With its roots deepening in the Chicago economy, Google on Thursday officially opened its second office in the city’s Fulton Market area and announced a partnership with City Hall to bring digital skills to neighborhood-based businesses.
The company hosted Gov. J.B. Pritzker for its celebration. A leading funder of tech companies before getting elected, Pritzker offered a unique endorsement of the tech giant. “I’d like heretofore to be known as Gov. Google,” he said.
Pritzker said the internet services company’s expansion certifies the Chicago area has appeal for tech employers. “It’s a prideful day in Chicago and Illinois,” Pritzker said. “We think of Google as a Chicago-based company.”
The governor, who in 2012 founded the 1871 tech hub, also was reveling in news that his creation was named the top business incubator in the world at the World Incubation Summit in Doha, Qatar. From its base in the Merchandise Mart, 1871 is home to 450 member companies and has reported launching businesses that have created more than 11,200 jobs.
With its new office at 210 N. Carpenter St., Google now reports a Chicago-based workforce of 1,200 people, up from 600 when it moved into a gut-rehabbed former cold storage facility at 1000 W. Fulton Market in 2015. From a two-person sales office in 2000, Google’s Chicago presence has grown to include engineers and support for cloud computing.
Pritzker said the tech sector is the fastest growing part of the Chicago economy and employs 143,000 people here. “We boast one of the largest tech talent pools in the United States,” he said. “Tech companies occupy almost 14 million square feet of office space in Chicago alone.”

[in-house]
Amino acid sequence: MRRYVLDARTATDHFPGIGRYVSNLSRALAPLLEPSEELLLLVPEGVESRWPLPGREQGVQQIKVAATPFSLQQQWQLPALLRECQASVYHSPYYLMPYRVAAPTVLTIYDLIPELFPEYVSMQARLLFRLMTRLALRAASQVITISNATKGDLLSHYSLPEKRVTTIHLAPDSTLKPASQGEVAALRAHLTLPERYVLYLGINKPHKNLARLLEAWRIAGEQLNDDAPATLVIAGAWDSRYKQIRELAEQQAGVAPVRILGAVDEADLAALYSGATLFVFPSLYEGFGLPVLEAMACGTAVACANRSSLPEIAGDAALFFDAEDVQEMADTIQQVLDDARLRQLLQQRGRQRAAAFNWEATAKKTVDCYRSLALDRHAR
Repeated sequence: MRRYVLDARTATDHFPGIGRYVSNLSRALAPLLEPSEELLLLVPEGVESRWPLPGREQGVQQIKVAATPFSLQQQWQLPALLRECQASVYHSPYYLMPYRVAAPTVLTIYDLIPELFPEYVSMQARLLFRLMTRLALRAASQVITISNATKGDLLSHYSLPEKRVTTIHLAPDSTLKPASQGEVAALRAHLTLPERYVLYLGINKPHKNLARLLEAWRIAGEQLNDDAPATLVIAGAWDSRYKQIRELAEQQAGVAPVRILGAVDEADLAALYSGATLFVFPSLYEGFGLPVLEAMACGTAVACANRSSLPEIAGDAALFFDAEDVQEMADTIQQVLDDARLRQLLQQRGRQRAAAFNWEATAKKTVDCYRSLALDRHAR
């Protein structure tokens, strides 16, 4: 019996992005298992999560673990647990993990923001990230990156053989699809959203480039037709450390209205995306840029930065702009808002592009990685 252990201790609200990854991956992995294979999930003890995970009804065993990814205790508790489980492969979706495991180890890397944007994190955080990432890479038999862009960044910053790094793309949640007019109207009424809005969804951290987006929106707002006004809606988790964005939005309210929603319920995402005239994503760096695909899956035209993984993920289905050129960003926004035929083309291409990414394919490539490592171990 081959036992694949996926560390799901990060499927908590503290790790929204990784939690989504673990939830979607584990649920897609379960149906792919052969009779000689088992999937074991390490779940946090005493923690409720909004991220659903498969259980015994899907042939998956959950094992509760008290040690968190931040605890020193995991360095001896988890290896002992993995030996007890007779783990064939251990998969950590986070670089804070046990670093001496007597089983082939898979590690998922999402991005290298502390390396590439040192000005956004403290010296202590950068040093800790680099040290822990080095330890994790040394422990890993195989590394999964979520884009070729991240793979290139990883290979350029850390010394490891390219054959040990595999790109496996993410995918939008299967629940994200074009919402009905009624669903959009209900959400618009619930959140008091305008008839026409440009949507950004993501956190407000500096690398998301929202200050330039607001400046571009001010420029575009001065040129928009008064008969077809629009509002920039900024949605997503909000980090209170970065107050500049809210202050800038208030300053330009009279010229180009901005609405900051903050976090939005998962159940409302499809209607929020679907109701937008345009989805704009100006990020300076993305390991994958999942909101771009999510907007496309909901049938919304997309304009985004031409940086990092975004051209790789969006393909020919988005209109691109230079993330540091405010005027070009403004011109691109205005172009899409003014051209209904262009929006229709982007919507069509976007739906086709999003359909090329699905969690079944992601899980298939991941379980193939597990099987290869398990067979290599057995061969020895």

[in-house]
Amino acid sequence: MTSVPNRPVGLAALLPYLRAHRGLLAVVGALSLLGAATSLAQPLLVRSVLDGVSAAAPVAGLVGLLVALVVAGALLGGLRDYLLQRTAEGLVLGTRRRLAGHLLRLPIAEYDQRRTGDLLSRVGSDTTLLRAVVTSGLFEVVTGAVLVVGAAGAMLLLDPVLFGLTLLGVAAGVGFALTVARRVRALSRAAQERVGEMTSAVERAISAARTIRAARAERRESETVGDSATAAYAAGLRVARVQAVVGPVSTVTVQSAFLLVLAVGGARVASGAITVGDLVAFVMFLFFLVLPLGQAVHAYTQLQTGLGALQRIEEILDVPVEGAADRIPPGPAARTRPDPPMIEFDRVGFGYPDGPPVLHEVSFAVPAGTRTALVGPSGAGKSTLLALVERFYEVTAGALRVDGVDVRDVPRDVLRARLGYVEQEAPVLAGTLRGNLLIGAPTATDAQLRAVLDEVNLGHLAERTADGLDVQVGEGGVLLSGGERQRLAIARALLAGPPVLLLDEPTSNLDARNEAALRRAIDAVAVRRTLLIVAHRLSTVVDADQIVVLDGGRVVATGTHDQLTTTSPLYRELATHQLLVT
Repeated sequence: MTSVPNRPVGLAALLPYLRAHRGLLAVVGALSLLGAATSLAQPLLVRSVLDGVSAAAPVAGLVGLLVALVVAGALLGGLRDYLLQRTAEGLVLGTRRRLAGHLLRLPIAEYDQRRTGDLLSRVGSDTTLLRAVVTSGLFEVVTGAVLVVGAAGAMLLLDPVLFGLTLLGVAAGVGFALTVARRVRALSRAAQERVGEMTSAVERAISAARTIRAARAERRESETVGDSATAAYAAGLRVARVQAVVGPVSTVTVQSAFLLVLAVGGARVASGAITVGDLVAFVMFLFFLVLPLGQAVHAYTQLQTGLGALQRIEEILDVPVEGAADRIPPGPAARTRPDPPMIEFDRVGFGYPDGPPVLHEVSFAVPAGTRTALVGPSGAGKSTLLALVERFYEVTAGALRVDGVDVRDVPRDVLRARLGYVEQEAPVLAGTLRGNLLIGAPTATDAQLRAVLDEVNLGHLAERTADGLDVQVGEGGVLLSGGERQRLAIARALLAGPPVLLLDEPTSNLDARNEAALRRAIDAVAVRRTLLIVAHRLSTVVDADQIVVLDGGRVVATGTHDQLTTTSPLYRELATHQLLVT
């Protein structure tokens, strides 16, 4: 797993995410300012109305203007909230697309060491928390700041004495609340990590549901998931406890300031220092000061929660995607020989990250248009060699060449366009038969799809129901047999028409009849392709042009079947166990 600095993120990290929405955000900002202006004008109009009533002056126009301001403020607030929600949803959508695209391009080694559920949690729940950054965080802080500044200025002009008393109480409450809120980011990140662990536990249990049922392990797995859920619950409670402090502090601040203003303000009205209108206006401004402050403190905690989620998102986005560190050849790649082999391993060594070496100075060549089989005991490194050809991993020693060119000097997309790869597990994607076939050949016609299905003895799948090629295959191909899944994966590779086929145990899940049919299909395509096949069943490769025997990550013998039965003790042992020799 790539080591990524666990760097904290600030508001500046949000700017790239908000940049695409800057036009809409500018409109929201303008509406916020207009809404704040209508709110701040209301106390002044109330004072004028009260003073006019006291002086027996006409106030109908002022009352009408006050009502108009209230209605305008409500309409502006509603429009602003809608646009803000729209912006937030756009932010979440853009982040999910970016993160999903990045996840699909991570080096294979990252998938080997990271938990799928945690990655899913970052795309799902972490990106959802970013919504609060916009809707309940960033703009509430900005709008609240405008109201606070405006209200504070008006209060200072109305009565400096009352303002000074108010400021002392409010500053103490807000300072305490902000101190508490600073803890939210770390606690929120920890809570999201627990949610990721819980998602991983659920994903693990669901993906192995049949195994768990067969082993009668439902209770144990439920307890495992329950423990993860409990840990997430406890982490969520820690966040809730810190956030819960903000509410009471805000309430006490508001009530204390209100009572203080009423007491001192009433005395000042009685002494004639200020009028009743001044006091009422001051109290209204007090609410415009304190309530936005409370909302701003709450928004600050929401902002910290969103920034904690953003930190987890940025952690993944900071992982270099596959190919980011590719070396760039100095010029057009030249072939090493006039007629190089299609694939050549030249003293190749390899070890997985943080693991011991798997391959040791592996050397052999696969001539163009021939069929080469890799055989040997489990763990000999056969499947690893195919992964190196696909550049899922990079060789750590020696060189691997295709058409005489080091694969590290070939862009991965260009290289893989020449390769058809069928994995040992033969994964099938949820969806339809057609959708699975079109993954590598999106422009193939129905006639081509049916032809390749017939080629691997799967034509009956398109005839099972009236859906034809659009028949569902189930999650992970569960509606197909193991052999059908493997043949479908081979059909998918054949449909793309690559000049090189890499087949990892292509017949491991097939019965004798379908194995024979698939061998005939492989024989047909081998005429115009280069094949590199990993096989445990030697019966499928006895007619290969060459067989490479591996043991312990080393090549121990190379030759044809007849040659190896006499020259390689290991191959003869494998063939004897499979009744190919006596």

Google leases both of its spaces here from developer Sterling Bay and talk has circulated in real estate circles for months that Google is primed for additional expansion here. Sterling Bay plans additional office buildings at 345 N. Morgan St. and 1000 W. Carroll Ave., both close to Google’s exisiting spaces. A spokeswoman for the developer declined to comment.
Karen Sauder, Chicago site lead for Google, refused to speculate on what’s ahead but noted the company, which has built out four floors at 210 N. Carpenter St., can expand into two more floors there. “We’ve got 75 open jobs in the cloud team alone in Chicago. There will be growth,” she said.
Pritzker praised Google for its willingness to support local causes. “As tech develops and vaults us into the future, Google knows that we cannot leave any of our communities behind,” he said.
Sauder said Google will assign staff to work with neighborhood associations and chambers of commerce to bring digital training to entrepreneurs and small businesses.
Earlier this year, it divided $1 million in a Shark Tank-style competition among 10 nonprofits with ideas for spurring economic growth. In 2017, it joined with Chance the Rapper to announce a $1.5 million grant to support computer science instruction at Chicago Public Schools and Chance’s nonprofit, SocialWorks.